The black suitcase bobs gently down the river until it is caught in an eddy created by one of the pillars of Blackfriars Bridge, and kept there by the opposing currents of the Thames and Fleet.
A sloop drawn in by curiosity sidles up to it and fishes it out of the murky waters.
It is just after lunch when they are called to the bridge. The woman who found the suitcase has been taken to hospital, where she is being treated for shock; Donovan will interview her in a few hours. The woman is innocent, of course: an unfortunate passerby.
On a small motorboat below, a forensics team readies itself to comb the rivers for any additional evidence, but it is unlikely that they will find anything. The suitcase itself is nondescript except for its contents.
Lestrade sighs as he steps out of the car and slams the door, sauntering over to stand beside Anderson. He—they—had been hoping for a quiet day, but then this had come up.
Anderson is crouched over the case, unsuccessfully searching it for any defining marks.
‘Have you looked inside yet?’ asked Lestrade.
‘Yes, and it’s not pleasant.’
‘I’ve probably seen worse. Let’s take a look, then.’
They unzip it, and the stench of decomposition hits them full in the face. Anderson looks at him as if to say ‘I told you so’ before launching into his briefing.
'Male, late thirties or early forties. Body hair shaved off, scalped, decapitated, and teeth knocked out. Face mutilated beyond any recognition, partially dissolved in the victim’s own stomach acid, fingers cut off and the fingertips burnt, as with the toes. Heart, lungs and entrails cut out, limbs cut off and wrapped in the intestines. The killer did everything in their power to make sure that the victim is unrecognizable. Except for...'
‘Except for what?’
Anderson points to an evidence bag. 'That.'
'Let me see.'
Anderson passes him the bag. Inside is a ring, a gold band that appears unadorned to the casual observer, but upon closer examination is utterly unique. Finely engraved on the outside is a crown clutched by ivy vines.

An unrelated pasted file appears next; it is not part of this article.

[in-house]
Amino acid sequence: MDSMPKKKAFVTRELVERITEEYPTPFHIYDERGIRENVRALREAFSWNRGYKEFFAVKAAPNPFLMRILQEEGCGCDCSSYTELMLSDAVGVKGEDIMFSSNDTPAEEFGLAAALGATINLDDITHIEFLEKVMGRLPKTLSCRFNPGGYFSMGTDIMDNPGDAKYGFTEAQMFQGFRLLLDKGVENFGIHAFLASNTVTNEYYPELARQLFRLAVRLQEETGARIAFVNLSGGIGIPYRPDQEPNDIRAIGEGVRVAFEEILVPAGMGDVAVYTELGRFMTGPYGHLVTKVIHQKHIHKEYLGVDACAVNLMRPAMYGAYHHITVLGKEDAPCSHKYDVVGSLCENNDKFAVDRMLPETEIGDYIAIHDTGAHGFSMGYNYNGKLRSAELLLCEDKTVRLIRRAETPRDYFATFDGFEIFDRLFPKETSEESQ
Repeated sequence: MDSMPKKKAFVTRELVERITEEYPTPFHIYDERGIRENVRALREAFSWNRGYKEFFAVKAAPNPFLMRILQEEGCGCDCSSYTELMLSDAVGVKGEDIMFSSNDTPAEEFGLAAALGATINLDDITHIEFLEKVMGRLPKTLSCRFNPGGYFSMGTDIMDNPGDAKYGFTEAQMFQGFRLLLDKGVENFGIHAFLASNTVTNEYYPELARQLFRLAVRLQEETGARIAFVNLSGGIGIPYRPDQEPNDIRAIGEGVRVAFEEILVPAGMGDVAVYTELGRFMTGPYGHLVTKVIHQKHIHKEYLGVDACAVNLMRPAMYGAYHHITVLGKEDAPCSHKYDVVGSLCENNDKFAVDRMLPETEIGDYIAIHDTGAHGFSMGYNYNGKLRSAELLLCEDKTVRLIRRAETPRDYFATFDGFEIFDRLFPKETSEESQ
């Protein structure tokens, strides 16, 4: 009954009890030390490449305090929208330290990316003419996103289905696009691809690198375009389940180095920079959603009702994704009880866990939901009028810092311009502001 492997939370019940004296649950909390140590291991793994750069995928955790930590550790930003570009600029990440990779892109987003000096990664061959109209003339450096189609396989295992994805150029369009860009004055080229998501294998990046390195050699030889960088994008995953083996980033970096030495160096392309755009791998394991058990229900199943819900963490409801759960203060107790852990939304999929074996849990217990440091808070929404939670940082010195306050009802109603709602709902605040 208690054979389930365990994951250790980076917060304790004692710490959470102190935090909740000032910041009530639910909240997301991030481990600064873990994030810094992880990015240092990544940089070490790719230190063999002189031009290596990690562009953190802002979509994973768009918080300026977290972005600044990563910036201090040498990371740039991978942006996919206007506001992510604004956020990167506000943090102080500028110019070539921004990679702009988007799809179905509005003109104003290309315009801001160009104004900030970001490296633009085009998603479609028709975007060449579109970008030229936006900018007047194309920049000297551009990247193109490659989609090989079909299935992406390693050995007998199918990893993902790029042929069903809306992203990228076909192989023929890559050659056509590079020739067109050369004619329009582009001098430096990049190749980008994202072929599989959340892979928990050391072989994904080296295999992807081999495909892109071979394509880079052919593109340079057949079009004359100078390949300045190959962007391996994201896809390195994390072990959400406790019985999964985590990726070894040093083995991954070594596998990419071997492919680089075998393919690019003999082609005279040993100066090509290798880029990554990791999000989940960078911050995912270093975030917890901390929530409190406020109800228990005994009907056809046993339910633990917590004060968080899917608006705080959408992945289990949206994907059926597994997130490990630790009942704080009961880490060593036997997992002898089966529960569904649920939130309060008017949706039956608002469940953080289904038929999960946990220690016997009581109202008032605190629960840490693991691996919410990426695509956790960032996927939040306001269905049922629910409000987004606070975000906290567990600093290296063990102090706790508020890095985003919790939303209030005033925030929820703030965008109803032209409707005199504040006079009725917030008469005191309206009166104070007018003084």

Even though he had seen it only a few times, Lestrade would recognise it anywhere. He stares and the world goes out of focus as he makes the connections, and for the first time in his career, he feels sick on a crime scene.
On the edge of his awareness, he hears Anderson asking, 'Sir? Are you alright? Do you recognise it?', and he manages to pull himself together and answer with a simple 'yes, I am' and 'no, I don’t.'
Green leaves frame the yellow smoke and azure late afternoon sky, and St. James’ Park is oddly devoid of people. He sits on a bench near the edge of the lake, smoking and watching the ducks and black swans nonchalantly paddle over the water. The world thrums beneath his feet, indistinct words weaving their way through his mind.
At dusk, he leaves the bench and follows the paths out of the park and onto the Strand, footsteps imprinting into Fleet Street’s blood.
He walks the slow circle of what was once the London Wall, starting at Newgate in the east.
A decorative grating protects the London Stone, which holds the City together. It is the focal point of generations of life, disease, and death.